You get to choose one of three different routes through the game!

Yes, I do own this amazing 18 volume Castlevania soundtrack collection...

Just in case you didn’t bother to click that link (you really shouldn't!) or you did and you couldn’t quite follow the strange (even by Japanese standards) commercial, that was for the latest “entry” in the Castlevania series, Castlevania:  Erotic Violence.  Geez.  That last sentence is like an unintentional quintuple entendre (well, ok, I meant one or two of those jokes…  but I’m not dirty enough to make them all).  Yes, in its infinite wisdom, Konami has graced us with an adult pachinko Castlevania game…  Konami, you make me sad.

Alucard got his start in the Lon Chaney Jr. movie, Son of Dracula.  Appropriately, he is the son of Dracula (notice the backward spelling of his name).  If you (once more, optionally) seek him out, he will test your strength.  If you defeat him, he will join you.  His attack is the weakest in the game, but he’s on par with Trevor in terms of defense.  So why would you want to play as Alucard?  Well, he is a vampire, right?  He can turn into a bat at will.  While this drinks your hearts, it allows him to get to all sorts of places other characters can’t.  Just be warned that the route you have to take to pick him up is the most difficult possible path through the (already hard) game.

But there’s more to the story than that.  This game features four playable characters and the above data I shared with you assumes you’re playing as either of the two hardier characters.  For the squishier ones, you take one extra point of damage per hit.  Let’s explore these folks for a moment, shall we?

But I digest.  This game really is hard!  16 bars on your life meter.  That’s all that stands between you and the casket your enemy just shambled out of.  16 little ticks of health until you shuffle off this mortal coil.  Yep.  A mere 16 HP until you are an ex-Belmont.  But I don’t want you to get the wrong idea.  That doesn’t mean you can take 16 hits.  Oh no.  That would be much too generous…

I’ve made no qualms about displaying my love for the Castlevania series.  Indeed, my very first piece of content for this very site was Castlevania:  Dracula X.  If you want a good laugh at my expense, check out this video.  It was my first attempt.  I’d like to think I’ve gotten better since then.  Moving on…  This series’ longevity is legendary.  And frankly, for a series that’s run as long as this one, there are very few titles that don’t measure up.  And even then, bad Castlevania games are usually at least OK games.   I can’t think of any that are outright horrible.  Except maybe this one…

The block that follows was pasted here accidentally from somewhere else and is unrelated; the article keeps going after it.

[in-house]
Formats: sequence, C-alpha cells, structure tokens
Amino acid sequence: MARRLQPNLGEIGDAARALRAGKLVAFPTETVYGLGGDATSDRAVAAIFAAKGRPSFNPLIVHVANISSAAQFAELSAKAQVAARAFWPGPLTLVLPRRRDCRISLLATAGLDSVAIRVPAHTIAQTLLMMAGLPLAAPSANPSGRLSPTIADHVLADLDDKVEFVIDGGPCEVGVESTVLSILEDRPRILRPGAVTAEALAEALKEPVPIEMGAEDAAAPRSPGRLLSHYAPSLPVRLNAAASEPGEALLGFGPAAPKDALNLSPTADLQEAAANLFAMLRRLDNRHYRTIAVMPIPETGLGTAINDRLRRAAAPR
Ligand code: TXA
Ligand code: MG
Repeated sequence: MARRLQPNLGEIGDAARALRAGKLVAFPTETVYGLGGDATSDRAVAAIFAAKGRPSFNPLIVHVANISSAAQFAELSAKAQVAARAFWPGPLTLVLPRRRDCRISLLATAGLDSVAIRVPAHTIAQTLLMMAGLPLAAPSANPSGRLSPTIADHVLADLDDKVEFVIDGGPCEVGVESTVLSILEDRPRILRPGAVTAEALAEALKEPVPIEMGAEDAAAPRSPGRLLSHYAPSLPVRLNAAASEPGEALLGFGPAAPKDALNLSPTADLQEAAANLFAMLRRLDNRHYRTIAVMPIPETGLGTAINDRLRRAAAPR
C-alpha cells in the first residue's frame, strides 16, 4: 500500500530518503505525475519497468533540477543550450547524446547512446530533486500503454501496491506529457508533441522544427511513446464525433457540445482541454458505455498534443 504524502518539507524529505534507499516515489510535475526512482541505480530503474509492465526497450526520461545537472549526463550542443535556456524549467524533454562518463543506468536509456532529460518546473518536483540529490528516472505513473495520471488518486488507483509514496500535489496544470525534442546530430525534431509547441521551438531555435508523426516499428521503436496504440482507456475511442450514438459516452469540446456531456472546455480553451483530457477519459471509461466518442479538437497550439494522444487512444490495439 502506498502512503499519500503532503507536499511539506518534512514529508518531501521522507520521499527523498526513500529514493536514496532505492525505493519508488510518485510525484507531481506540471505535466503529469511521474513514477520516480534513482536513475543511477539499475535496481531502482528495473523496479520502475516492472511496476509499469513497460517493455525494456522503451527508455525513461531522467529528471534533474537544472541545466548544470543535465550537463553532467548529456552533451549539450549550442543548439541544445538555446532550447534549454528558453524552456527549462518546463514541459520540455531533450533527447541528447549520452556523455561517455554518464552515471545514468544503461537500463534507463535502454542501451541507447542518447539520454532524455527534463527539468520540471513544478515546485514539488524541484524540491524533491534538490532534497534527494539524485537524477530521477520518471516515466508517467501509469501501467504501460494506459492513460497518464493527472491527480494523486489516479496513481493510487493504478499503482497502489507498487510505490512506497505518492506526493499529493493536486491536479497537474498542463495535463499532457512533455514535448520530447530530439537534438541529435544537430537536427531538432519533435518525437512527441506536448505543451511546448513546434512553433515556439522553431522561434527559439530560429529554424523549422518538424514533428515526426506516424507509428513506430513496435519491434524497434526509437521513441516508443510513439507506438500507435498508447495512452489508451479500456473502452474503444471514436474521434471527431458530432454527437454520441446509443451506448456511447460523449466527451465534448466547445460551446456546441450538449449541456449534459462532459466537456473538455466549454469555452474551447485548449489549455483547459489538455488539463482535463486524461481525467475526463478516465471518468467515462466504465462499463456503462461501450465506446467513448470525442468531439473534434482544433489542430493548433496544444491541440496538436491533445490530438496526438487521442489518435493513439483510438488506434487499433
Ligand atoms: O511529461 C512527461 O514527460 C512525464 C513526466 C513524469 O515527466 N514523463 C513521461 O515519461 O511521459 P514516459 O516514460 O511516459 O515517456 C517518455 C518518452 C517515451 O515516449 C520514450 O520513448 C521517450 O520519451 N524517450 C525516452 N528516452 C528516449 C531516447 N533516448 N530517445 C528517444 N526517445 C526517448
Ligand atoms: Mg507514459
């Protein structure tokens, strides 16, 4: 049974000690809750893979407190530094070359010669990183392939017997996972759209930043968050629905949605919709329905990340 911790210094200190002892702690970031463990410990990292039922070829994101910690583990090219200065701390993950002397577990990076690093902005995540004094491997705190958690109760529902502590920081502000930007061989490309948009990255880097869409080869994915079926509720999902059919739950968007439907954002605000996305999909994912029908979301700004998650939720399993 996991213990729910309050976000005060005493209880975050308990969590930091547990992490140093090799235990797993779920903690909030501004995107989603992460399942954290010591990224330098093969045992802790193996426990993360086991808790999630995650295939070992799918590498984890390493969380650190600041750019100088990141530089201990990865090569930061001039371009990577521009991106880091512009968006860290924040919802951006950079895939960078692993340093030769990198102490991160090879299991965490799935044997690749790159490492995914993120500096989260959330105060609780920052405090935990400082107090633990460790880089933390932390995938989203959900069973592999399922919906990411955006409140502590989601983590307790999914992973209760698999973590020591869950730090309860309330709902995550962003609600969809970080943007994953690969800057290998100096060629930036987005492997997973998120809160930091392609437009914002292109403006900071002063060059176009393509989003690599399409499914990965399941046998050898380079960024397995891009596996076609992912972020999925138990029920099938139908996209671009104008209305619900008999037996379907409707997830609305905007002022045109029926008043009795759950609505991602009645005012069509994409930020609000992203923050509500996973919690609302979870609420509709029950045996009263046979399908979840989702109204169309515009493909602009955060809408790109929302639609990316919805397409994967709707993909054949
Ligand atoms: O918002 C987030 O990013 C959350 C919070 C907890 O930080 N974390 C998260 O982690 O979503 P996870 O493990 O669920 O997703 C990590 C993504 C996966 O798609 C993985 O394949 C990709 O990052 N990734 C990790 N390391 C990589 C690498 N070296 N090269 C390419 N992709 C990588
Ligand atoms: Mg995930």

Not Dracula


Anyway, before Konami lost its ever-loving mind, Castlevania used to be a highly regarded series.

Well, today I plan to show you a game that certainly lives up to the term, “NES hard.”  It’s Castlevania III:  Dracula’s Curse for the NES.  This game came from…  The Power Trip?  This is getting weird…  He normally covers comics.  Maybe he really enjoys the IDW Castlevania comic books.  Who knows?  Anyway, he’s one of your beloved contributors at this very site.  Why not browse some of his offerings when you finish this article?

Not even a vampire

Sypha Belnades is a wizard who is imprisoned in a statue.  Spoiler alert!  She’s also a chick.  The game attempts to pull a Metroid and refers to her as “him” for the whole game up until the ending.  If you free her (again, optional), she can join you.  Like Grant, she lacks physical strength, but can attack quickly with her staff.  Also like Grant, she can’t take much damage.  She’s more of the glass cannon archetype.  Her spells make short work of her enemies.  She’s quite tall, though, so be careful.  Even while ducking, many things that Trevor and Grant can duck under still tag Sypha.

Grant's size and speed mean he can't be hit from this position.

Ok, so back to the subject at hand.  This game is difficult.  By the end of the game, many regular enemies are actually far more durable than you.  And that says nothing of the bosses.  Much of the time, you’re already roughed up by the time you even make it to a boss.  And even that is assuming that there’s only one boss…  This is a game that throws four bosses at you in a single stage, three of which are back-to-back-to-back.  Yeah…  Good luck with that!

But I don’t want the degree of difficulty to let your drive to play the game wane.  It’s really a fantastic, if occasionally frustrating, experience.  What type of game truly feels better to best, an arduous ordeal that takes days, weeks, or maybe even years to master, but is an absolute joy to play, even as the game repeatedly hands your ass to you or a game where you’re simply going through the motions, mindlessly tapping a button or two every now and then on your way to the easy, obvious, and inevitable closing credits?  Far too many games today fall into the latter category.  It’s only one of many reasons you see so many older titles covered here at Zero Sum Gaming.  So continue with your training.  Keep your daggers sharp, your wits about you, and your water holy.  Dracula may not be easy to beat, but when you do, it’s sure to make an impact on you because the struggle, and eventually overcoming it, is its own reward.